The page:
Words by Mauro Dei Agnoli
Like all the other passengers at the Queenstown Airport departure lounge on that Friday morning, Wolfgang and myself were gazing at the heavy snow falling outside and wondering how this was going to affect our flight out. The plan was to fly to Auckland and catch the connecting flight back to Sydney with a few hours to spare. What could possibly go wrong?
Our plane wasn’t even on the tarmac yet. It was out there somewhere trying to make a landing into Queenstown over the perilous Kawarau River valley. Three times the pilots tried and abandoned the landing and then the ominous announcement from the airline staff that the incoming flight, now running low on fuel, was being diverted to Christchurch and our departure out of Queenstown was now delayed at least three hours, weather permitting. Welcome back to modern life reality! It was only yesterday we were seemly on another planet, casting to big and aggressive brown trout who couldn’t get enough of the grey mayfly duns landing on the water’s edge. It seems like ages now, but it was only four days ago on Monday when we landed into Queenstown on a bright sunny day. Our bags made it alright but not my two rods which I had checked in back in Albury. Unfortunately, the helpful airline staff deal with this on a daily basis. “It may come on the next flight but maybe not. More likely tomorrow. So where can we get them to you when, and if, they do arrive?” I told them I’m staying at the Mossburn Pub for the next two nights, 150km away. Yea sure they’ll get them to me. I’ll be lucky to ever see them again.
Our guide for the next three days, Paul picked us up outside our Queenstown accommodation early next morning and off we headed south. “Well fella’s” he said, “the bad news is there’s rain forecast tomorrow, maybe even snow, and so the planned trip to the Upper Oreti River is not a good idea. The good news however is that we’ve got other options. So, I’m reckoning we start today on the Aparima river”. It took around an hour and a half to get to the quaint little town of Mossburn which would be our accommodation for the next two nights. We dumped our bags, picked up our packed lunch that Paul had pre-arranged and off we went. We were on the river by mid-morning.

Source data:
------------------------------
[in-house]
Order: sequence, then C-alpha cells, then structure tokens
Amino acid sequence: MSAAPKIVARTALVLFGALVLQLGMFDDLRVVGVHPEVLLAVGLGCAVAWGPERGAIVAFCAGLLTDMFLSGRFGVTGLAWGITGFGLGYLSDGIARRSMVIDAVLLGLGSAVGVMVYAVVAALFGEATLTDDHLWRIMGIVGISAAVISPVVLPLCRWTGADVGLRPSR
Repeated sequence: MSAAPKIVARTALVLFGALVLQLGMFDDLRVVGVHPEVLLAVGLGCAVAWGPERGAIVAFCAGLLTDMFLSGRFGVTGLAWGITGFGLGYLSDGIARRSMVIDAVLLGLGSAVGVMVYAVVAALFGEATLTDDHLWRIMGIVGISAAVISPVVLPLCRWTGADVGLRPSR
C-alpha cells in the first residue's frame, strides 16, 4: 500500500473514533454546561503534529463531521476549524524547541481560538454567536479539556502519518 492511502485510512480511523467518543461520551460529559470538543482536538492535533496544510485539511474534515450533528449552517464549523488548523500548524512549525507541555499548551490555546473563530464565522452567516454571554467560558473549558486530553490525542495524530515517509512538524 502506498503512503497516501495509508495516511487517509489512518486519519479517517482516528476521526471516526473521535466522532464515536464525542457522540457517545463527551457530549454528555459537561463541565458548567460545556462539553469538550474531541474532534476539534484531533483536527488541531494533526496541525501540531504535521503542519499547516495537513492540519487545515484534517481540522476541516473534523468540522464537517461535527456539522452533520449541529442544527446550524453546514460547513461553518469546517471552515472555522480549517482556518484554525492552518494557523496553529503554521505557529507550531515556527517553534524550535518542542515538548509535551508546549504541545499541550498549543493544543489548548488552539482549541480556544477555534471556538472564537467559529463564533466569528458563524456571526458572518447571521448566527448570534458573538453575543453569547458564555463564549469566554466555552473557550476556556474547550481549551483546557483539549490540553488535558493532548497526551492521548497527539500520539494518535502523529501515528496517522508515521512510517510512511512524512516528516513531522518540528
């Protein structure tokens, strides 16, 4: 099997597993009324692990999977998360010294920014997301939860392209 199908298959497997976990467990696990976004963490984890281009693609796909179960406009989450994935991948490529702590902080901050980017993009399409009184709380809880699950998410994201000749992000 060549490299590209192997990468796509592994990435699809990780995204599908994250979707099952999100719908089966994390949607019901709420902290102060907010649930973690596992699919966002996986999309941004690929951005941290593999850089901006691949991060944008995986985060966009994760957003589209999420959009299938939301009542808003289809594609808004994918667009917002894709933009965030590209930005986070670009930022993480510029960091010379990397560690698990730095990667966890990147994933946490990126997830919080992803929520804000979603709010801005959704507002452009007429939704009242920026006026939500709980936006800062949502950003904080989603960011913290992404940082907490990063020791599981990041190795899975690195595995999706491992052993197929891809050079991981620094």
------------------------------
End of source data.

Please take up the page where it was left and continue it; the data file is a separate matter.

The Aparima is a typical braided New Zealand stream and at this location it had two or three running channels which were running quite swiftly and the cobble stones on the bottom very slippery. On one side there was a significant willow-lined backwater seemly now landlocked and the debris line on the surrounding trees was evidence to the fact that the river, only a week ago as Paul advised, was about 2m higher and this would have been a great place for rafting instead. The backwater was crystal clear but we left that and headed for the braided channels where the water had a slight milky turbidity. There were many likely looking pools and without any surface activity the name of game today was going to be the typical New Zealand style two nymphs in tandem (the heavy one as the dropper) with an indicator. And we gave the water, and our casting arms, a flogging. Despite many changes to our nymph patterns and leader length, it just wasn’t happening.By noon, somewhat subdued, Paul suggested we have lunch and although we were carrying our sandwiches in our backpacks we decided to walk back to the vehicle where we could take stock. But in doing so I suggested we firstly cut across to the backwater and follow it back to the vehicle. The sun had now broken through the clouds and although every detail in the water was revealed we didn’t need that to spot the definite sign of a rise under the willow further up ahead.